December 23, 2012

Are "lockdown" drills traumatizing schoolkids?

Catherine Crawford used to think so.
[R]epresentatives from the Department of Education unexpectedly showed up and announced that they would be conducting a special drill to prepare students in the event of a gunman in the building.... “All the kids were corralled in the block area out of sight, the classroom doors were locked, blinds drawn, and they all had to be quiet. They were so quiet. I couldn't believe it. Obviously they had done it before. Then, the DOE guys came and jiggled the door, kind of pretending to get in, and the kids had to stay quiet through that as well. You would have been really proud.”...

According to my 7-year old, it all felt like a game and was kind of “exhilarating” — her word.

102 comments:

Carol said...

I remember all the duck and roll drills in the 50s. That was no big deal when I was a little kid, but later I realized the maneuver wouldn't do much good in a nuclear strike. So then I started to get traumatized.

IMHO the sixties counterculture was in great part an escapist diversion from all that stress. Sort of like heavy drinking was for the WWII gen.

ironrailsironweights said...

I used to the think that the r/k selection theory was just blogospheric babble, but it actually may help explain the extreme paranoia that parents have.

Peter

virgil xenophon said...

The nuclear war drills in the 50s weren't traumatic because none of us thought war was likely to actually happen. I would think the demonstrated ever-present threat of the "crazed gunman" in today's warped society is the proverbial horse of a different color..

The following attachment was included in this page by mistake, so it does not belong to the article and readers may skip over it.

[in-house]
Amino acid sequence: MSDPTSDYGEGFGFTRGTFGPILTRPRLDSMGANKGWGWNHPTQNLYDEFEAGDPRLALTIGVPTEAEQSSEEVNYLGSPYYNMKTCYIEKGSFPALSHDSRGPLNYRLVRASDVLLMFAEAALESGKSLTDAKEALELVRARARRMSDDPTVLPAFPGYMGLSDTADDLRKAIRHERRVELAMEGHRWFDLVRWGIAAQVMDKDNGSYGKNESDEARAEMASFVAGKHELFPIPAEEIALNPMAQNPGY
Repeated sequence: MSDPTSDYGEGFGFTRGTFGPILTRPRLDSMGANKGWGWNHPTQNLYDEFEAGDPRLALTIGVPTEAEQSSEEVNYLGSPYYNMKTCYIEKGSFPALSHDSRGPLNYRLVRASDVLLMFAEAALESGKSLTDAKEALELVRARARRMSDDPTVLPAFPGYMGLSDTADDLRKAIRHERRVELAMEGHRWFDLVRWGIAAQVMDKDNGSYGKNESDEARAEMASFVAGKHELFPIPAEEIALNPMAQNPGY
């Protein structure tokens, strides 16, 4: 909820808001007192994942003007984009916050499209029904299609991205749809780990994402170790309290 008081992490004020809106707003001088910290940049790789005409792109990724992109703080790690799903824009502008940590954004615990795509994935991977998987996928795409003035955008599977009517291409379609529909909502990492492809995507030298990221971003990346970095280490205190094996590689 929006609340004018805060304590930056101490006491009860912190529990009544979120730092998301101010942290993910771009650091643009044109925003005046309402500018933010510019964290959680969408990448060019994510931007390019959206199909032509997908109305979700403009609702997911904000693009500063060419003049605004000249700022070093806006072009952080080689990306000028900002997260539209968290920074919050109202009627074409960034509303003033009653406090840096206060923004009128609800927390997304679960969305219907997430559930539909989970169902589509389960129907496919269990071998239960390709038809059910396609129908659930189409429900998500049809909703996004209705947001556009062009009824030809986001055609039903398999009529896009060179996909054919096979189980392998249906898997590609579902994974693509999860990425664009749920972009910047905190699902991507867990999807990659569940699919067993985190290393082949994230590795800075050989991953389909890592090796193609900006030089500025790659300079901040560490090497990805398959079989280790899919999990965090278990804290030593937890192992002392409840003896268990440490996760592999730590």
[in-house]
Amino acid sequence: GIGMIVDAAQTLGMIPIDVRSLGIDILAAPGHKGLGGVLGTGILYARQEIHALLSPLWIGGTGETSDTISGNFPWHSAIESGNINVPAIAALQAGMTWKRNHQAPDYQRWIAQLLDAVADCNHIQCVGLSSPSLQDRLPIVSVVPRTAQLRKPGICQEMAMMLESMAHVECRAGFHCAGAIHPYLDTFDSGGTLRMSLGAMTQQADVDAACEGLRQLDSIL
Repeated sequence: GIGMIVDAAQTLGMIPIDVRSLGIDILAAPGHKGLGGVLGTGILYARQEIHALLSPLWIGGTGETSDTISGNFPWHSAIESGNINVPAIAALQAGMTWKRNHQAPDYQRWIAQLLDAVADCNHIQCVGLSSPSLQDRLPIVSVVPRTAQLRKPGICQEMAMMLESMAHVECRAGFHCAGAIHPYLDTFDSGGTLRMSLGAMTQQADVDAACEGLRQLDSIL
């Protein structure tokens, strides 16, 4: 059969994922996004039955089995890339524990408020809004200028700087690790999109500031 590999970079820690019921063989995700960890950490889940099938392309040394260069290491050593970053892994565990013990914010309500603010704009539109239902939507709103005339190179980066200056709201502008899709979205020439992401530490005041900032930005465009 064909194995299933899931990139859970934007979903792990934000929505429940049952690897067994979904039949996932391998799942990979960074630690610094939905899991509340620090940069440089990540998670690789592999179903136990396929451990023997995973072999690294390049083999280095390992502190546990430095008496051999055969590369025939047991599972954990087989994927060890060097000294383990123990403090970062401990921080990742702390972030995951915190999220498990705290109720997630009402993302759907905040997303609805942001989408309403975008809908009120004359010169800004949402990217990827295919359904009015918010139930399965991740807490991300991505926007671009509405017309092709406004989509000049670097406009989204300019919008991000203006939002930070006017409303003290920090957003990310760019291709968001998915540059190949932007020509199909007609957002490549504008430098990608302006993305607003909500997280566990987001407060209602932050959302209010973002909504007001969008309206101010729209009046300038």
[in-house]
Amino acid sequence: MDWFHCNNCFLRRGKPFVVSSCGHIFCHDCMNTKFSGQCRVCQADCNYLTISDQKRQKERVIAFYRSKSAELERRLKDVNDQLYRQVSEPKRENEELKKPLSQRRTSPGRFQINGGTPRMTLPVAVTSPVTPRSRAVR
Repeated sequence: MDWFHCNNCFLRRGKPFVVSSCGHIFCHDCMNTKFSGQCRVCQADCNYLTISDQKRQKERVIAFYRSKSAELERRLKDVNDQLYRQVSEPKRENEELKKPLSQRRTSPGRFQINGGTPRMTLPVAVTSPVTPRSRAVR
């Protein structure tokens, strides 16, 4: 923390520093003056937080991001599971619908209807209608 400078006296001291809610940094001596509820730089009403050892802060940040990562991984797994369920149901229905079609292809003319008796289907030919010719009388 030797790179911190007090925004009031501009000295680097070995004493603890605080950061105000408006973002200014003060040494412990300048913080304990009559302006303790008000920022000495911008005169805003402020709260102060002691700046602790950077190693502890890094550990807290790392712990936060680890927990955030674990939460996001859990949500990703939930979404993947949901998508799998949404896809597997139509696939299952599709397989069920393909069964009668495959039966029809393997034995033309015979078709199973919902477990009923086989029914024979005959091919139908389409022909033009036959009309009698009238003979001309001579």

Inga said...

What an awful sick reality our children and grandchildren must face in the innocence of attending school and learning. Nothing is sacred anymore. How did it come to this, that children became prime targets for the insane with guns?

It may not scare the children in these classrooms, scares the bejesus out of me.

Robert Zaleski said...

Well maybe we shouldn't have fire or eartquake drills either for fear of traumatizing them. I mean, no one wants to admit to their children the world isn't perfect, and they shouldn't be obsessing over it, but at the same time, I want my kids to live in REALITY. But I don't think most adults do, sadly, which is all to evident in many, many ways.

Synova said...

Were "duck and cover" drills traumatizing to kids?

I think, like most things, it depends on the kid.

cubanbob said...

Robert acts of nature have no intent. Crazed gunmen have an intent. As in personally desiring one dead. Makes a difference in perception.

Ah, the old days of the practice air-raid sirens. How come we didn't have the cool sounding ones like those of London in 1940?

ken in sc said...

In the 50s, in Alabama, when I was in elementary school, we had fire and tornado drills. I don't remember any 'duck and cover drills'. I did not feel traumatized by the drills. I did feel traumatized by actual tornadoes. I had seen them and had nightmares about them.

edutcher said...

This is more for the parents than the kids.

Arm the damn teachers.

ambienisevil said...
This comment has been removed by the author.
Hagar said...

From WWII through Viet Nam we had "crazed ex-GIs" going on the occasional rampage here and there, but no suggestions that I can remember to "do" something about them.

Surfed said...

At my school we have legitimate "Code Reds" everynow and then. Had one a couple of weeks ago. But then inner city kids and children from war zones are of a different fiber than kids from sub and ex burbia. Complete lockdowns with armed cops in the halls are de riguer. No problema. What country do you guys live in?

Dr Weevil said...

Nuclear bomb drills would only have been useless if a bomb were dropped right on the school, or within a few miles of it. In any school 5-10 miles away from a nuclear blast, hiding under the desk instead of watching the mushroom cloud through the window would have been the difference between life and death.

Hagar said...

Crappy reporting have been with us as long as the printing press, but it used to be more individualized. The ominous thing now is that they seem to have formed a movement of their own and march in lock-step.